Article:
Manchester City believe the deal to bring the 19-year-old Italian striker Mario Balotelli from Internazionale may be concluded within the next 48 hours and are ready to pay up to £30m to secure his services.
The stumbling block for a player so admired by Roberto Mancini is his personal wage demands of £3m a year. City are unwilling to lay out that kind of salary for a teenager and aware of the image it would create, though there is a firm belief that the obstacle to the player's move from San Siro, reuniting him with Mancini, can be overcome in the next few days. Negotiations are far enough advanced that the club's football administrator, Brian Marwood, does not consider his presence to be required when City take on Rafael Benitez's Inter in Baltimore on Saturday. Inter have said they are unwilling to sell for less than €35m (£29.2m) and this is one deal in which City are prepared for some flexibility on price.
Mancini has indicated how keen he is be reunited with Balotelli, whom he snapped up when he was Inter coach in 2006. "I was the first to believe in him and I'm convinced about what he can give. Mario has two qualities that suit us: his talent and his age, because I want people able to build a cycle [of continuity] at Manchester City," he told Italian daily newspaper La Stampa yesterday.
"That said, we return to the problem of valuation that has to be just. I like the player and at certain conditions. That's all. I think that in a couple of days certain situations will be clearer, but I can't guarantee in what way. There is the money to buy anyone but not to pay them a lot as some people are saying."
However, Mancini's interest in Aston Villa's James Milner does not stretch to such limits and with Villa demonstrating after talks between Martin O'Neill and the England international yesterday that they are not willing to cast off the midfielder, City are expected to table a second, £24m bid which will be their final offer. It will be for Villa to decide whether to accept that or to ask for any of the players surplus to requirements at Eastlands, such as Stephen Ireland or Nedum Onuoha.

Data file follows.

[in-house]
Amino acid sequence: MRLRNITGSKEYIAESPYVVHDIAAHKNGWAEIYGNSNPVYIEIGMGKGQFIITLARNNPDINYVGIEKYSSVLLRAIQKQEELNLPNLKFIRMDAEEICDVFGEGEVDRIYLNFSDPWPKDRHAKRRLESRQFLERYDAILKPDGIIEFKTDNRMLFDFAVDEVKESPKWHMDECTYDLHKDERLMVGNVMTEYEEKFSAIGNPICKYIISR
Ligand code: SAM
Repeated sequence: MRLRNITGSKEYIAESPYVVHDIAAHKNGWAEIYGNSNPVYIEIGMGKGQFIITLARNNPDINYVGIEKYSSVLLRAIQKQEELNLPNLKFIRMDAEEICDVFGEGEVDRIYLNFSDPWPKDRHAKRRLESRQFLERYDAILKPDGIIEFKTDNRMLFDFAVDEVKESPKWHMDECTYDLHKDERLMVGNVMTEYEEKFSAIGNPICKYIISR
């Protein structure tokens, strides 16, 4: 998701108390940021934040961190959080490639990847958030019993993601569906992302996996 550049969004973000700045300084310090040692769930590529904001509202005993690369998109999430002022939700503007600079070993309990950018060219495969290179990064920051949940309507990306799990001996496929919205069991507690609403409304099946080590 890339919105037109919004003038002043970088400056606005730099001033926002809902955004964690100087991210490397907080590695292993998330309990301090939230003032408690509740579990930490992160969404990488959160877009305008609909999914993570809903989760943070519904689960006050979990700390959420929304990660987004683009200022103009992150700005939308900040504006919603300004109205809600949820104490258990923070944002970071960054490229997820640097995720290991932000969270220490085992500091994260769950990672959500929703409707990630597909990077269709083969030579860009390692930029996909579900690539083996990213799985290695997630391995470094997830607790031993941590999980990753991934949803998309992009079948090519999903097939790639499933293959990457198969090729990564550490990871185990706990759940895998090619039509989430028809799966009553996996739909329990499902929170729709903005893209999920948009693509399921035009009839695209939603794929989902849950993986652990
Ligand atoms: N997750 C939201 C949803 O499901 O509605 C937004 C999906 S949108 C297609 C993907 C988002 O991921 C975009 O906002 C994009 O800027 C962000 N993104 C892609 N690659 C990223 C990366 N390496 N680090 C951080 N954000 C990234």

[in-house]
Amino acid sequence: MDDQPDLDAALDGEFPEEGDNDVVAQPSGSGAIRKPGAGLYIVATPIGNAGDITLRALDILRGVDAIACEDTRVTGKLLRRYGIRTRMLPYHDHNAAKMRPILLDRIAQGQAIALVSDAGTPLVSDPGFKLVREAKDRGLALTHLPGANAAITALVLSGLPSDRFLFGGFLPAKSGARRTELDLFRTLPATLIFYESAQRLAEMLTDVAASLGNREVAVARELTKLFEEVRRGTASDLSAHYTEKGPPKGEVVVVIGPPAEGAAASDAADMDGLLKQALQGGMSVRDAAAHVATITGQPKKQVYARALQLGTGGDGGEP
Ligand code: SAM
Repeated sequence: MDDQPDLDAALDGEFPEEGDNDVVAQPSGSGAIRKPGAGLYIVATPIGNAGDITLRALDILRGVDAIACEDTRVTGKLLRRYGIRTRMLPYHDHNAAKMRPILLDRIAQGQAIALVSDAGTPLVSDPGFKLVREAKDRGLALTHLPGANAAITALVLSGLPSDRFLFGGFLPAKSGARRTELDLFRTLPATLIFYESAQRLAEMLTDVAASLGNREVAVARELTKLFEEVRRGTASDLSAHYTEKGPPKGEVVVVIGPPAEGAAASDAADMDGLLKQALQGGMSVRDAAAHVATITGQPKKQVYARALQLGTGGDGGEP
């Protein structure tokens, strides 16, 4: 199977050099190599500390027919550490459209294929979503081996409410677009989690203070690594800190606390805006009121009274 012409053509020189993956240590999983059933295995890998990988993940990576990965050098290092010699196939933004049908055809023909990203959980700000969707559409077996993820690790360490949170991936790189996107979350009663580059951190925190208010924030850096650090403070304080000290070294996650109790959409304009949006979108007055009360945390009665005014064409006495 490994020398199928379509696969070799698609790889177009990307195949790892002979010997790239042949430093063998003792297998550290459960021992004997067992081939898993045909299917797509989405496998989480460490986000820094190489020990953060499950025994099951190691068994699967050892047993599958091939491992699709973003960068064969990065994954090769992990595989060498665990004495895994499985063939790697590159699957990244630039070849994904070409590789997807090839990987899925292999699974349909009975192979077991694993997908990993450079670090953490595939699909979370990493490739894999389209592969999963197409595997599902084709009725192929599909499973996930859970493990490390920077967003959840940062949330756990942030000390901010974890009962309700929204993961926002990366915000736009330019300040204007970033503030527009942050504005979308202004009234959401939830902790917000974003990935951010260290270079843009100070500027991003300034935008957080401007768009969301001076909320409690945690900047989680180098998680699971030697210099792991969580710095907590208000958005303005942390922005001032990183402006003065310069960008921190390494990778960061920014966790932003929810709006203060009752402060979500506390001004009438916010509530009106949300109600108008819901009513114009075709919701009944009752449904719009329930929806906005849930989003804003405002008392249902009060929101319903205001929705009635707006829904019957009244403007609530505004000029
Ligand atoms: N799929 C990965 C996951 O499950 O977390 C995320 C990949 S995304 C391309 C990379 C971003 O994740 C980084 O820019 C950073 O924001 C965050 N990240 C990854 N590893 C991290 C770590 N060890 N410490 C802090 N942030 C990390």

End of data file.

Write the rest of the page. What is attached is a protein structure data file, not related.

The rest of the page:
Though there had been expectation in the Midlands that O'Neill would speak publicly yesterday, perhaps getting his own position in early in what has become a rancorous dispute with Milner in the last week, the club instead announced that talks between manager and player had been "amicable" and that Milner had been included in Villa's squad for the Guadiana Cup in Portugal this weekend.
The 24-year-old returned to pre-season training yesterday, having been given a month's holiday following England's early exit from the World Cup. He was unhappy last week after O'Neill had said he had "intimated" he wanted to leave Villa.
But Milner, who is aware that there are unlikely to be alternative bids if City's interest does not elicit a transfer, does not want to burn bridges. Having been prepared to put last week behind him, he has been included in his club's pre-season plans for the cup games with Feyenoord and Benfica on Saturday and Sunday respectively. Milner will not have to tread the same path as Barry in avoiding having to play against Walsall this evening.
His future seems to lie more in O'Neill's hands than in Mancini's. With City prepared to walk away from their prospective new midfielder, it is ultimately likely to be a case of how badly O'Neill feels he needs the money a Milner deal would bring, when the transfer window is about to slam shut. Without selling other players, he is unlikely to have much at his disposal – particularly if he fails to secure the sale of players such as Steve Sidwell and Luke Young, whose salaries may be prohibitive to other clubs. Since they feel they can live without Milner, City know that theirs is a negotiating position which may improve at the end of the transfer window.
Among the players City have been linked with are Liverpool's Fernando Torres, Wolfsburg's Edin Dzeko, Barcelona's Zlatan Ibrahimovic and Diego Forlan, though Mancini now appears to have ruled out a bid for the Uruguay striker who won the Golden Ball award for the best player at the World Cup.
"Those that I am interested in are those that the newspapers are saying apart from Forlan," he said. "He's formidable and I was in love with him when he played at Villarreal four or five years ago. I would have taken him to Inter. Today instead I am looking for younger players."